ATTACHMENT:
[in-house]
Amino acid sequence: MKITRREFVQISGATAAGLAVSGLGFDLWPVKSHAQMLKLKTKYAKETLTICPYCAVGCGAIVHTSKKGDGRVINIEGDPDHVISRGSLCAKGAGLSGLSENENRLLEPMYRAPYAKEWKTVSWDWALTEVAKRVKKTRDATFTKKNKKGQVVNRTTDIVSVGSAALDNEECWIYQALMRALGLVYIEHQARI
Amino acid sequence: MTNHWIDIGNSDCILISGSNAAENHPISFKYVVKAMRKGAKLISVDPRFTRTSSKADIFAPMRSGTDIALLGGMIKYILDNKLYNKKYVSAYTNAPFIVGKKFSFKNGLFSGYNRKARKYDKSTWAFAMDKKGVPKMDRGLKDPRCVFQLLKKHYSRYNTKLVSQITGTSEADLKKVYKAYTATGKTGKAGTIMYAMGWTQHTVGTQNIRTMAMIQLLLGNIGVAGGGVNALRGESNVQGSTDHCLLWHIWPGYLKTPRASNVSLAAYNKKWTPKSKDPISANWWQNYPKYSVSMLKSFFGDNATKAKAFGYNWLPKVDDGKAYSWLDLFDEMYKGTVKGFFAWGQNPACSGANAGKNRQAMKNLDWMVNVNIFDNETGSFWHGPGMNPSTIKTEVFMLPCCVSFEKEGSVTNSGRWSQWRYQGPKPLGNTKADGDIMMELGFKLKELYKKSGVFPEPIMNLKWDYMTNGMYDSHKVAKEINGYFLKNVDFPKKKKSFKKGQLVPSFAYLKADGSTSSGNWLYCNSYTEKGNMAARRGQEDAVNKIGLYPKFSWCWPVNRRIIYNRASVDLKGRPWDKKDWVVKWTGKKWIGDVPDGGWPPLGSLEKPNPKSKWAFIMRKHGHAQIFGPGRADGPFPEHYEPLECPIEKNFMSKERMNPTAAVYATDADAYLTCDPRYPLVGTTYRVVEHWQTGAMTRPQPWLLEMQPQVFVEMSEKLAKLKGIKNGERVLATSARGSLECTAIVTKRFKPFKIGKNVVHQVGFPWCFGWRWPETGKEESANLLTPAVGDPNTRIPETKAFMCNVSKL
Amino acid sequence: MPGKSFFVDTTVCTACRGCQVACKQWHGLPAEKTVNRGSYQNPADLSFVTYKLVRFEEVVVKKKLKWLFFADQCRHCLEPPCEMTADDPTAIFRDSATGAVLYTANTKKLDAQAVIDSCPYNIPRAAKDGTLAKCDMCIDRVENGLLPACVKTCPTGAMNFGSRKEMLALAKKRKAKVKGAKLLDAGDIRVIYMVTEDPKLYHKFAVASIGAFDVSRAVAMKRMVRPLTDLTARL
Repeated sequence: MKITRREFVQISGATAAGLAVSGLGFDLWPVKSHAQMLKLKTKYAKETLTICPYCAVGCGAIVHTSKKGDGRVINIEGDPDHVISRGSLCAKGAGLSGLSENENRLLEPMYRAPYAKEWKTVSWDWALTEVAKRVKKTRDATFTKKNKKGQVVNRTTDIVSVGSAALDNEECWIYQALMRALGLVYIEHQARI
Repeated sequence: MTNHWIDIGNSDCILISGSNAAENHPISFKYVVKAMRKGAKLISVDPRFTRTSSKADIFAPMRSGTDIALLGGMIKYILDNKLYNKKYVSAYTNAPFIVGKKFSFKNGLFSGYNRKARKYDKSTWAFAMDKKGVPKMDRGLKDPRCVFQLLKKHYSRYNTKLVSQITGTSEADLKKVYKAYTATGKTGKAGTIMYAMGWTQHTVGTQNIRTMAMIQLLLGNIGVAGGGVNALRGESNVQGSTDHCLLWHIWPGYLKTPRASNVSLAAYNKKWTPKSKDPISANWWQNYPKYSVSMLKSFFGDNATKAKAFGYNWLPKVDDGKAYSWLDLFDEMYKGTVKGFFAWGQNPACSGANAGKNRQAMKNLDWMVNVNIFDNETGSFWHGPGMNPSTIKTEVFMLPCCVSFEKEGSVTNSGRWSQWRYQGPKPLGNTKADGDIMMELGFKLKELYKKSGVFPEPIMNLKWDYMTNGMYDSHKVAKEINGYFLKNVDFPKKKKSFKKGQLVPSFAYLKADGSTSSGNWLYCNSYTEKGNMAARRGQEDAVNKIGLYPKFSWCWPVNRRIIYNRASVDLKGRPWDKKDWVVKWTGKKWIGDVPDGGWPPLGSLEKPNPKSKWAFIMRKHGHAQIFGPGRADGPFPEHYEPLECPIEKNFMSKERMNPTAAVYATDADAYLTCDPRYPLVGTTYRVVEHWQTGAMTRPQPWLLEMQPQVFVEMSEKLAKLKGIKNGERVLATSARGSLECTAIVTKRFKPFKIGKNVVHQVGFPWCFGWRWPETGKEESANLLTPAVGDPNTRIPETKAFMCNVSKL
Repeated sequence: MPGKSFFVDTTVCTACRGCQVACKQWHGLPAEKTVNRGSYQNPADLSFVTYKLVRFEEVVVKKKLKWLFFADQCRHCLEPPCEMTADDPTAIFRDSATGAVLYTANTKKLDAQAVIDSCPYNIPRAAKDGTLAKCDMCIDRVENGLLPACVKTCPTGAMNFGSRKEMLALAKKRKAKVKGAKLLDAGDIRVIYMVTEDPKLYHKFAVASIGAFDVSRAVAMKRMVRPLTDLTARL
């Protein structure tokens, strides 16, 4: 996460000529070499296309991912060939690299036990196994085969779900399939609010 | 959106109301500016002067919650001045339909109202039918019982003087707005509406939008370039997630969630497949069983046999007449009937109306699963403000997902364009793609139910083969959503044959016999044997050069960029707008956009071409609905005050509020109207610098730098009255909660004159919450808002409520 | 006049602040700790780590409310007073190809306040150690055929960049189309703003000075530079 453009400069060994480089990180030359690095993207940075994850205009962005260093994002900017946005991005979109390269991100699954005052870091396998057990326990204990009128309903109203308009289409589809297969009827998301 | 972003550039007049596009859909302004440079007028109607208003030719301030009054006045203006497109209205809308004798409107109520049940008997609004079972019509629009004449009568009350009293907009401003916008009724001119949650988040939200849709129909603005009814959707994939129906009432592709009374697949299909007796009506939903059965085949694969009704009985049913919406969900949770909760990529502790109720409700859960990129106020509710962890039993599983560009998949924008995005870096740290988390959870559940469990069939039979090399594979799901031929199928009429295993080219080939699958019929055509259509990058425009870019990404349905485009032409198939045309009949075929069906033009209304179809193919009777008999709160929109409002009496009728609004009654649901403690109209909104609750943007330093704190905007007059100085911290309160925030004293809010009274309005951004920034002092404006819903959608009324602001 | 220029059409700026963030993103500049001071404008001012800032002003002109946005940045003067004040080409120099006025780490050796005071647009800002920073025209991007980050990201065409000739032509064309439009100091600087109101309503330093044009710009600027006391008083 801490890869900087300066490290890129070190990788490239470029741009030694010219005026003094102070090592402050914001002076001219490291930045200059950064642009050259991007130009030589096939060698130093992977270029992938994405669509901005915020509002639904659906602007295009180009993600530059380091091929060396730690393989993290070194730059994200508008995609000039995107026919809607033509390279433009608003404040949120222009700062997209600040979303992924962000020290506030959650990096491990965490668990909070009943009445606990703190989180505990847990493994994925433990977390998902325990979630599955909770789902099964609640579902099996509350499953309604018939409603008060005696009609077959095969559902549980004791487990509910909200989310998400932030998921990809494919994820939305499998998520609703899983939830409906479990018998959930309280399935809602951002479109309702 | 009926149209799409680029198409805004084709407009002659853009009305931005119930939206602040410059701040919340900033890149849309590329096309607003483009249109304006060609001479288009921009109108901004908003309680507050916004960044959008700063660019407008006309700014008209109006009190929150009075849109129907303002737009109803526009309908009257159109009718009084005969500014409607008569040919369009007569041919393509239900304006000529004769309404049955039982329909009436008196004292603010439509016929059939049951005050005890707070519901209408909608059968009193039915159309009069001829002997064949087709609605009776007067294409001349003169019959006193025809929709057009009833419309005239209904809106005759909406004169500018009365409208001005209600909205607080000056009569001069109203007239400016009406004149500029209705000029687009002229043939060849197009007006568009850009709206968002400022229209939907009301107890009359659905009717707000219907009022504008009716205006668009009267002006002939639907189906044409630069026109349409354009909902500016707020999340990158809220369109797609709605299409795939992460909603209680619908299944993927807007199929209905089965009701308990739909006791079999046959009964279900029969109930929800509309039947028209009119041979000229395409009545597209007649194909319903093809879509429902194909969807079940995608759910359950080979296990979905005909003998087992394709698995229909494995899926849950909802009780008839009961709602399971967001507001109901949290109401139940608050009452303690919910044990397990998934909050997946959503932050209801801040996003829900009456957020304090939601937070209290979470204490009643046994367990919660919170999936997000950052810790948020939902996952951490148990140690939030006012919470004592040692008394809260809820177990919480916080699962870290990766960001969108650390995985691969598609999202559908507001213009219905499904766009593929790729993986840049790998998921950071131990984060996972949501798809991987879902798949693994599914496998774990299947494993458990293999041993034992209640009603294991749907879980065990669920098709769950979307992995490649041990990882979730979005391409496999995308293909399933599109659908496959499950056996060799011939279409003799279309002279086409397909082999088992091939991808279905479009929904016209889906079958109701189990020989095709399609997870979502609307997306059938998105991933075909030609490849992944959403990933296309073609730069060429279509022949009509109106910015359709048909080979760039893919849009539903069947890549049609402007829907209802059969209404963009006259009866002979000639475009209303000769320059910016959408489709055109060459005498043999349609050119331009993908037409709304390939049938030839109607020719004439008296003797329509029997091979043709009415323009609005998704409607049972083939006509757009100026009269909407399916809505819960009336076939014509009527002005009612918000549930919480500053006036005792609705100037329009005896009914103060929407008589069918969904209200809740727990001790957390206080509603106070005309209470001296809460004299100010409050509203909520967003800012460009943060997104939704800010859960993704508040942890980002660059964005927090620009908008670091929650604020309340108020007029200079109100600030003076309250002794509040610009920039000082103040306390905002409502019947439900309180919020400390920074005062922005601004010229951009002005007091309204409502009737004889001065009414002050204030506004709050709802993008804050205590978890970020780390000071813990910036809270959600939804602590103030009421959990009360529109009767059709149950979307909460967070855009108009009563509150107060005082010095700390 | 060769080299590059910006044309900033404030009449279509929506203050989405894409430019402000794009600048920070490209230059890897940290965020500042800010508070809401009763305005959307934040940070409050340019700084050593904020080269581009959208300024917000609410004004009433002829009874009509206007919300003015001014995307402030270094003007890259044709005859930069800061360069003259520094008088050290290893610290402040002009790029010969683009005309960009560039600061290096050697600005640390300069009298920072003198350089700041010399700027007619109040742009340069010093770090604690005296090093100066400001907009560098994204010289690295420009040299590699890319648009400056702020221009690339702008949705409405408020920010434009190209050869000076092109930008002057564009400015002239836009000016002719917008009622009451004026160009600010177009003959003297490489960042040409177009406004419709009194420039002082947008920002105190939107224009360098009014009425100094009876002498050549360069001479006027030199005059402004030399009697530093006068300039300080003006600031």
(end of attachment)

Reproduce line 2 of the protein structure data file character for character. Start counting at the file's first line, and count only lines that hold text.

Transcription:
Amino acid sequence: MKITRREFVQISGATAAGLAVSGLGFDLWPVKSHAQMLKLKTKYAKETLTICPYCAVGCGAIVHTSKKGDGRVINIEGDPDHVISRGSLCAKGAGLSGLSENENRLLEPMYRAPYAKEWKTVSWDWALTEVAKRVKKTRDATFTKKNKKGQVVNRTTDIVSVGSAALDNEECWIYQALMRALGLVYIEHQARI